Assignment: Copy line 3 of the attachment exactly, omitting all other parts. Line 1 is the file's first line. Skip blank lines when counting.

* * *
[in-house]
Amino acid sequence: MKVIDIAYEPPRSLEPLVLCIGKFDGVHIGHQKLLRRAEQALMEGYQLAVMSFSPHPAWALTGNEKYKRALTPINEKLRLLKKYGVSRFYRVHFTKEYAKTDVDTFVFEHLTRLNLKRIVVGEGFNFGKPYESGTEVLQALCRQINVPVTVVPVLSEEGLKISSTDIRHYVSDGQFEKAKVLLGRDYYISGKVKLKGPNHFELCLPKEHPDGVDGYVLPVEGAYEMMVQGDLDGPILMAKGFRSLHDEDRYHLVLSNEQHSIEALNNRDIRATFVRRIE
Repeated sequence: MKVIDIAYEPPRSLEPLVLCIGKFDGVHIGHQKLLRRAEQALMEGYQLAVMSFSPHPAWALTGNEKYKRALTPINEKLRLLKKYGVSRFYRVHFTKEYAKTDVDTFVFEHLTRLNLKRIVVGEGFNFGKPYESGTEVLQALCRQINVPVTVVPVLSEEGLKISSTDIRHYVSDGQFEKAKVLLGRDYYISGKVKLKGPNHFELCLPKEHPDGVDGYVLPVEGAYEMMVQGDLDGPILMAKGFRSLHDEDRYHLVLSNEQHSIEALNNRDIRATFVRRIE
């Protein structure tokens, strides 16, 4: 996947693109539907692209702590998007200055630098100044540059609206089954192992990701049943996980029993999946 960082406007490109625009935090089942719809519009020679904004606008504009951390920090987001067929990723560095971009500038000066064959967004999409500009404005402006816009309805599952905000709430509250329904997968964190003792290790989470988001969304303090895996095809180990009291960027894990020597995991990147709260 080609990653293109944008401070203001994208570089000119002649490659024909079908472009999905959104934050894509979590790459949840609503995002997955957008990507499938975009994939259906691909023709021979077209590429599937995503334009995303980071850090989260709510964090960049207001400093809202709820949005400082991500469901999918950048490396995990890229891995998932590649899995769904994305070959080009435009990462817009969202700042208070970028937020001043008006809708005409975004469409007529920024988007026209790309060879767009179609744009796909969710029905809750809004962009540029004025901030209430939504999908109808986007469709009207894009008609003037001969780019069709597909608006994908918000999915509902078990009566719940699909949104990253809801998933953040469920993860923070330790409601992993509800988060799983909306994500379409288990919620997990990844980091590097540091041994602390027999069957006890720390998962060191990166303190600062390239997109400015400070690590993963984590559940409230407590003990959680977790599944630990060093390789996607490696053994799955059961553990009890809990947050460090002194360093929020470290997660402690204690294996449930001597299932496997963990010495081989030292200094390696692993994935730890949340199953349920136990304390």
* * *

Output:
Repeated sequence: MKVIDIAYEPPRSLEPLVLCIGKFDGVHIGHQKLLRRAEQALMEGYQLAVMSFSPHPAWALTGNEKYKRALTPINEKLRLLKKYGVSRFYRVHFTKEYAKTDVDTFVFEHLTRLNLKRIVVGEGFNFGKPYESGTEVLQALCRQINVPVTVVPVLSEEGLKISSTDIRHYVSDGQFEKAKVLLGRDYYISGKVKLKGPNHFELCLPKEHPDGVDGYVLPVEGAYEMMVQGDLDGPILMAKGFRSLHDEDRYHLVLSNEQHSIEALNNRDIRATFVRRIE